Teaching the back up

Basic Liberty Exercises Series. Back Up

April 09, 20243 min read


In this article we will discuss the many benefits to teaching your horse to back up and why I teach the exercises in this order. 

Firstly, by teaching the back up, you are checking another safety feature. Does your horse know how to stop and move away from you on cue. You need to be certain that this piece is installed before you ask for the draw towards you. Secondly, asking for the back up is this first step towards collection and the horse understanding how to take more weight on the hindleg. It is important to teach this before teaching the forehand yield as it is very difficult for the horse to move his forehand when all his weight is on it!

1. How to teach the back up

I like to find something that the horse understands to help him with this. Most horses will respond to gentle backwards pressure on the leadrope, directed towards the middle of their chest. It’s important this pressure is central or otherwise you will lose straightness. If he does not understand this simple cue, you may need to back up your cue with a gentle waving motion of your stick. As soon as he starts to think backwards, release, reward and relax to reinforce the desired behaviour.

Once the horse starts to understand the backwards pressure on the rope, I start to transfer this onto a visual cue or voice cue. Use the new cue, old cue principle to transfer the cues. 

New cue eg. stick motion -> micro pause -> old cue (backwards rope pressure) 

Eventually, he will start to anticipate the back up as soon as he sees the new cue and you can fade out the old cue.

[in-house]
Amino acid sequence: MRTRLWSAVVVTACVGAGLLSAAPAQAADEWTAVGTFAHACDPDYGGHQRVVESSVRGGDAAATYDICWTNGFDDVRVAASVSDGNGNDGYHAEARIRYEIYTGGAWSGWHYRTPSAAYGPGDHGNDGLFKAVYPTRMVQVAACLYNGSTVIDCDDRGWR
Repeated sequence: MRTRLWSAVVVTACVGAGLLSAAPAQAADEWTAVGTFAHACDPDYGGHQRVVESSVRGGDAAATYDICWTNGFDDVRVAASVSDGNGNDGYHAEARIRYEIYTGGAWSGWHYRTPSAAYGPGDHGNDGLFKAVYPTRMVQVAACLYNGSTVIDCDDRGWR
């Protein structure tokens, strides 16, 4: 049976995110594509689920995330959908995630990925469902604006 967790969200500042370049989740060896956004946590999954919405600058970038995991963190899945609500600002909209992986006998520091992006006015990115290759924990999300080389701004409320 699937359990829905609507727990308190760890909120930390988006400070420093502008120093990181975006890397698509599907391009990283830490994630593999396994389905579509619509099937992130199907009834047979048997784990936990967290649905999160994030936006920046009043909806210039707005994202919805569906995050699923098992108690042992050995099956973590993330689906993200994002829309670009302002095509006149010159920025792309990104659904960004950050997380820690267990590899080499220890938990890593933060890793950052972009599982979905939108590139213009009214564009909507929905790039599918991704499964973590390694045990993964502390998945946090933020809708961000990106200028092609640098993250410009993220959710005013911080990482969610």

2. How NOT to teach the back up!

The least effective way to teach the back up is with direct pressure on the horse’s chest. This will encourage him to lean into you and push back. It is useful to install this cue eventually. If you’ve ever tried to get a horse off your foot, you’ll know why.. But it wouldn’t be my starting point, particularly with a horse who has learnt to push into the handler.

3. Back up in the leading position

As your training progresses, you will also want to teach the back up in the leading position. Your cue for this can be anything that works for you, but bear in mind the eventual goal of working without a rope and at a distance. For that reason, you want to work towards a visual or verbal cue. 

Practice on the leadrope first, using the new cue, old cue principle above. Use the leadrope to help explain what you’re after and through consistent repetition, your horse will eventually understand and you can fade out the rope.

4. Don't try to get everything perfect at once!

Accept that when you are learning something new, you are not going to get the straightness, distance and energy all in one go! Decide what you will focus on first. For example, develop the energy in the steps first and don’t worry about the straightness. When it is time to concentrate on straightness, don’t expect as many steps or as much energy. Use your environment to help you, such as a fence or poles on the ground and build up the amount you ask for over time..

Other resources to help you get started

Liberty Horse UK runs monthly online shows, progress awards and trick titles. Members have access to a video library which runs you through the progressive training programme. For more information CLICK HERE

If you would like to have a go at the level one exercises, why not download our FREE WORKBOOK to guide you.

Free Workbook. Basic exercises for getting started at liberty

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